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Does intended major matter?

xmsamuraixmsamurai Posts: 208Registered User Junior Member
edited November 2012 in Brown University
I applied ED to Brown with my intended majors as 1) public policy and American
institutions and 2) community health. Both of these programs only have 30-50 graduates per year. I plan on focusing on health policy and I have extracurriculars that correspond to that (clinic volunteer, political campaign intern, EMT)

I was wondering if choosing somewhat obscure majors will help in admissions.


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Post edited by xmsamurai on

Replies to: Does intended major matter?

  • i_wanna_be_Browni_wanna_be_Brown Posts: 5,260Registered User Senior Member
    It obviously plays some role because the school doesn't want the whole class to be pursuing one major but the role it plays is so minimal it essentially doesn't matter.
  • BrownAlumParentBrownAlumParent Posts: 650Registered User Member
    It does show that you have researched the curriculum, and are independently directed. (although don't call them majors, use "concentration" from now on!).
    I think it also helps some to have a less popular field of study. However this group of concentrations might still be labelled as "likely premed" applicant.
    Brown is also sure to know that some applicants "scam" the process by professing to plan on a lesser followed concentration, fully intending to be premed etc. (Your HS activities do help reinforce your intended concentration in your case.) Conversely it is also known that a fair amount of "premeds" etc, will decide that isn't for them and switch to something else once they are in University. (and hit Orgo.) So, Brown does look for balance in the classes, but I think the essays about concentrations may be as much about hearing about how you organize your plans.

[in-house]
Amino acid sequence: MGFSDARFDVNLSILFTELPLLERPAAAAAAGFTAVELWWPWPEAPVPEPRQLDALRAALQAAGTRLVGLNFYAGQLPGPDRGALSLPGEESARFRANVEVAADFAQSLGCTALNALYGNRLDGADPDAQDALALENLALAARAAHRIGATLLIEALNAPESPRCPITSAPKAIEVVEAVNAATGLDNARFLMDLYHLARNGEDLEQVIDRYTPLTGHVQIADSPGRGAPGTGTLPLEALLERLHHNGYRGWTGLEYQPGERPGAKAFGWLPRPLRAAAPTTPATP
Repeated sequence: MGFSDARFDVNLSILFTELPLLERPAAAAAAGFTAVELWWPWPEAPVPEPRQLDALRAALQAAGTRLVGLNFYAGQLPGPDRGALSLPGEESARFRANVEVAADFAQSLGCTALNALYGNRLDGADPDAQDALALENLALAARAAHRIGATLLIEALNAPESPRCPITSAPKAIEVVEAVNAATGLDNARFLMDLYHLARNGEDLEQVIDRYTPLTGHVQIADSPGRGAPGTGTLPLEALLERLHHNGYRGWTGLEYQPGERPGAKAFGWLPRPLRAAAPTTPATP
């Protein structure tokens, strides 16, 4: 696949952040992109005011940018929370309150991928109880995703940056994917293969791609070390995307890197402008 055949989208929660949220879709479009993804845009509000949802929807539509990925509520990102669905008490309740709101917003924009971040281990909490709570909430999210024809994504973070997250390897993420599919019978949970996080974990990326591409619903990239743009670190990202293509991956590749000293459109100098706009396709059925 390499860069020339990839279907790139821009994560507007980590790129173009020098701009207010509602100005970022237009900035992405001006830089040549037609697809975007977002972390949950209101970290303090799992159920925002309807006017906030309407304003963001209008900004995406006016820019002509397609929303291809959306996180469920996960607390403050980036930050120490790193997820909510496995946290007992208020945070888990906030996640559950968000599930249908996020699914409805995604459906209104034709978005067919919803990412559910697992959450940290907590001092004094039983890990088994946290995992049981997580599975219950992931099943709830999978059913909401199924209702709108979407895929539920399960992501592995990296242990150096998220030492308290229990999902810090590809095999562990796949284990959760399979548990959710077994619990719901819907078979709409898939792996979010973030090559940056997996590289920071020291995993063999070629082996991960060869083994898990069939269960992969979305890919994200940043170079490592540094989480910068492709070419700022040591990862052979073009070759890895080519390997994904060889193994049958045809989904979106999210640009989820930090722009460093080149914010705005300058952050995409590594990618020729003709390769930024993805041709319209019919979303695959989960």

• ngongsngongs Posts: 200Registered User Junior Member
    Changing concentrations is common, once admitted. Son is a freshman, and he has already changed, halfway through the first semester. I think it's part of the process, as one matures. What he thought was his lifelong interest changed, from the time of the application until matriculation within a year.
  • fireandrainfireandrain Posts: 3,370Registered User Senior Member
    Brown doesn't accept into specific concentrations, and it recognizes that many students change their interests, as ngongs said.

    And actually, these two concentrations are not considered obscure, not by a long shot. 30-50 in a concentration is actually a pretty large size group.
  • Aj1410Aj1410 Posts: 353Registered User Member
    If at all, your intended concentration would have a marginal difference. However, you must be able to answer why a particular concentration is what you intend to do. Failing to do so may seem like you are mentioning a concentration to benefit from a higher chance of acceptance (assumed).
  • 525lazy525lazy Posts: 13Registered User New Member
    It does matter a little bit but the school knows that many students end up changing majors
  • thecomisarthecomisar Posts: 2,125Registered User Senior Member
    It might have an appreciable effect on admissions if you're a female and you state an interest (that's reasonably backed up by your high school record) in something like engineering or computer science. Other than that, I'd be surprised if answers to that question had much effect.
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